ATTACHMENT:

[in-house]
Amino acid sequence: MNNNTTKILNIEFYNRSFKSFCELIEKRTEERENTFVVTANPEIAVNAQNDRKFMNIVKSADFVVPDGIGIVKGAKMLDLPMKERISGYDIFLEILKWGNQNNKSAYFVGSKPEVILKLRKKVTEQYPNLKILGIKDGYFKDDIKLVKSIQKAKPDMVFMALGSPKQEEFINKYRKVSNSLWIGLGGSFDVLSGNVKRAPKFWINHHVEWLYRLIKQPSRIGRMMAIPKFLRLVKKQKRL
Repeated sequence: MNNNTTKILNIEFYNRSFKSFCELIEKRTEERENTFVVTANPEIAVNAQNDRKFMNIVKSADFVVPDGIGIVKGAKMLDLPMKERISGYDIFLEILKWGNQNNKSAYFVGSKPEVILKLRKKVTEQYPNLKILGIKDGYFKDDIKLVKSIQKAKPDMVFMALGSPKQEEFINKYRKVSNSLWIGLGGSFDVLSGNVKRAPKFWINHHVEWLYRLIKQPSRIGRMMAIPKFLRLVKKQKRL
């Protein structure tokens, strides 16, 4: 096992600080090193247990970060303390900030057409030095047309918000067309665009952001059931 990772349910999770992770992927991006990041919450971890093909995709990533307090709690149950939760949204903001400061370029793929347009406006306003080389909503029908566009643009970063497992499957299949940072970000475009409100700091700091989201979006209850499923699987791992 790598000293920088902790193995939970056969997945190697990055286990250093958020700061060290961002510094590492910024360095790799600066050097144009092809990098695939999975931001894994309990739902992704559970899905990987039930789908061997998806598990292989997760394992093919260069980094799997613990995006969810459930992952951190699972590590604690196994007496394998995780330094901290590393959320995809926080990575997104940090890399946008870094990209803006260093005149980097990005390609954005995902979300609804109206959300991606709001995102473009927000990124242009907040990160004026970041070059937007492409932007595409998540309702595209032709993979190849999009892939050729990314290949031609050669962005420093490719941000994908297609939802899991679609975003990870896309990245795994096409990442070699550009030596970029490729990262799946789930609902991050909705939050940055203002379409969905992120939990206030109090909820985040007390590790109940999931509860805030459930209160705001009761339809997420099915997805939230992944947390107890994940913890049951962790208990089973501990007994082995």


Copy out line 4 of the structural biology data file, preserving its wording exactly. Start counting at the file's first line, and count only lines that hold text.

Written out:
């Protein structure tokens, strides 16, 4: 096992600080090193247990970060303390900030057409030095047309918000067309665009952001059931 990772349910999770992770992927991006990041919450971890093909995709990533307090709690149950939760949204903001400061370029793929347009406006306003080389909503029908566009643009970063497992499957299949940072970000475009409100700091700091989201979006209850499923699987791992 790598000293920088902790193995939970056969997945190697990055286990250093958020700061060290961002510094590492910024360095790799600066050097144009092809990098695939999975931001894994309990739902992704559970899905990987039930789908061997998806598990292989997760394992093919260069980094799997613990995006969810459930992952951190699972590590604690196994007496394998995780330094901290590393959320995809926080990575997104940090890399946008870094990209803006260093005149980097990005390609954005995902979300609804109206959300991606709001995102473009927000990124242009907040990160004026970041070059937007492409932007595409998540309702595209032709993979190849999009892939050729990314290949031609050669962005420093490719941000994908297609939802899991679609975003990870896309990245795994096409990442070699550009030596970029490729990262799946789930609902991050909705939050940055203002379409969905992120939990206030109090909820985040007390590790109940999931509860805030459930209160705001009761339809997420099915997805939230992944947390107890994940913890049951962790208990089973501990007994082995």